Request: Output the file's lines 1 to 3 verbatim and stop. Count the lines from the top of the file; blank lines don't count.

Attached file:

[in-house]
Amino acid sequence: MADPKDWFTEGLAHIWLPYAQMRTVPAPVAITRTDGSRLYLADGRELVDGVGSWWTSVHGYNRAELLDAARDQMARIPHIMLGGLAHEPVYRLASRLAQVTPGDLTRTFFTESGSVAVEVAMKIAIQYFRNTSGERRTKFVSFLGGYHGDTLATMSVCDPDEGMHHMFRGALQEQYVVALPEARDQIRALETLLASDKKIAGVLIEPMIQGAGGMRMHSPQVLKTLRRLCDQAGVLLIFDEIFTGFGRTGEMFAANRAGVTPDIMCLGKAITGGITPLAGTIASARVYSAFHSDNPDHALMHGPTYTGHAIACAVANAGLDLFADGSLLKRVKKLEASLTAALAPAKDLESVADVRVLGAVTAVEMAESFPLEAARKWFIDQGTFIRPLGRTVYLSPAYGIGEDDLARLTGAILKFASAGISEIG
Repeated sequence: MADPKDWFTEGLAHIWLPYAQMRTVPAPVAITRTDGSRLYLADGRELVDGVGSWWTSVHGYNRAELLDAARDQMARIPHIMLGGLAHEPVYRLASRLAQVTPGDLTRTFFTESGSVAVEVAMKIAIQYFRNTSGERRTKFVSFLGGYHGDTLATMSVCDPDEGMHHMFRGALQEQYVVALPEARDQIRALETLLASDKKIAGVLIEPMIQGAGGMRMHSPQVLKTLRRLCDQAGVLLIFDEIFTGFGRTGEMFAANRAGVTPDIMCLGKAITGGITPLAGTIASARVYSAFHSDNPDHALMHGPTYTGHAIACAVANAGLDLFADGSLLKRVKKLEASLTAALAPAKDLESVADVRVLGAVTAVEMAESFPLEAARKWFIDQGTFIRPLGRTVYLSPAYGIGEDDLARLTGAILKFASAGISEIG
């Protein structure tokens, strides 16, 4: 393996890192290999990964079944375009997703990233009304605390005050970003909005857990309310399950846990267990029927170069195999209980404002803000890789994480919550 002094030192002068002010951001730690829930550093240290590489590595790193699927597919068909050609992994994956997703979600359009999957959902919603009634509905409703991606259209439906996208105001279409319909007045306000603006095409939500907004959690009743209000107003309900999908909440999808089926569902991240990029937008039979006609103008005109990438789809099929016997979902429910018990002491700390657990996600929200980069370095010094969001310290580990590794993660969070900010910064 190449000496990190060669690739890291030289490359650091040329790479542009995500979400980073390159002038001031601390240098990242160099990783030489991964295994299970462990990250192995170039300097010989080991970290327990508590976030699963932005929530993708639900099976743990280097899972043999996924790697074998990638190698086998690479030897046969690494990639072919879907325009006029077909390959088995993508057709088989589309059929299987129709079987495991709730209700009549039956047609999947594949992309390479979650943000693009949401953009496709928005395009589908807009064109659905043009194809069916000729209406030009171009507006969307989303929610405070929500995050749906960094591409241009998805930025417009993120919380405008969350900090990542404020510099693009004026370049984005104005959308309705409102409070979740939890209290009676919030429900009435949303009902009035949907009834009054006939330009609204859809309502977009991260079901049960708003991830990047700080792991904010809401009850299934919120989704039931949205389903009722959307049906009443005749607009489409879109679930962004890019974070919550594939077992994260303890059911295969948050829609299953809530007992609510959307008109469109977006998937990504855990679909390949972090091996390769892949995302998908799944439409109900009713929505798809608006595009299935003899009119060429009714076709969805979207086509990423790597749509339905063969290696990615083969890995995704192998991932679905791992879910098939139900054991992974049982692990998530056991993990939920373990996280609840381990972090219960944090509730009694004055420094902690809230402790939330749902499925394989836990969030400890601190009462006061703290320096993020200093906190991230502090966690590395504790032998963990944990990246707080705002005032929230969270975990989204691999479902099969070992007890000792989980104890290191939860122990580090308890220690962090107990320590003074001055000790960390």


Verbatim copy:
[in-house]
Amino acid sequence: MADPKDWFTEGLAHIWLPYAQMRTVPAPVAITRTDGSRLYLADGRELVDGVGSWWTSVHGYNRAELLDAARDQMARIPHIMLGGLAHEPVYRLASRLAQVTPGDLTRTFFTESGSVAVEVAMKIAIQYFRNTSGERRTKFVSFLGGYHGDTLATMSVCDPDEGMHHMFRGALQEQYVVALPEARDQIRALETLLASDKKIAGVLIEPMIQGAGGMRMHSPQVLKTLRRLCDQAGVLLIFDEIFTGFGRTGEMFAANRAGVTPDIMCLGKAITGGITPLAGTIASARVYSAFHSDNPDHALMHGPTYTGHAIACAVANAGLDLFADGSLLKRVKKLEASLTAALAPAKDLESVADVRVLGAVTAVEMAESFPLEAARKWFIDQGTFIRPLGRTVYLSPAYGIGEDDLARLTGAILKFASAGISEIG
Repeated sequence: MADPKDWFTEGLAHIWLPYAQMRTVPAPVAITRTDGSRLYLADGRELVDGVGSWWTSVHGYNRAELLDAARDQMARIPHIMLGGLAHEPVYRLASRLAQVTPGDLTRTFFTESGSVAVEVAMKIAIQYFRNTSGERRTKFVSFLGGYHGDTLATMSVCDPDEGMHHMFRGALQEQYVVALPEARDQIRALETLLASDKKIAGVLIEPMIQGAGGMRMHSPQVLKTLRRLCDQAGVLLIFDEIFTGFGRTGEMFAANRAGVTPDIMCLGKAITGGITPLAGTIASARVYSAFHSDNPDHALMHGPTYTGHAIACAVANAGLDLFADGSLLKRVKKLEASLTAALAPAKDLESVADVRVLGAVTAVEMAESFPLEAARKWFIDQGTFIRPLGRTVYLSPAYGIGEDDLARLTGAILKFASAGISEIG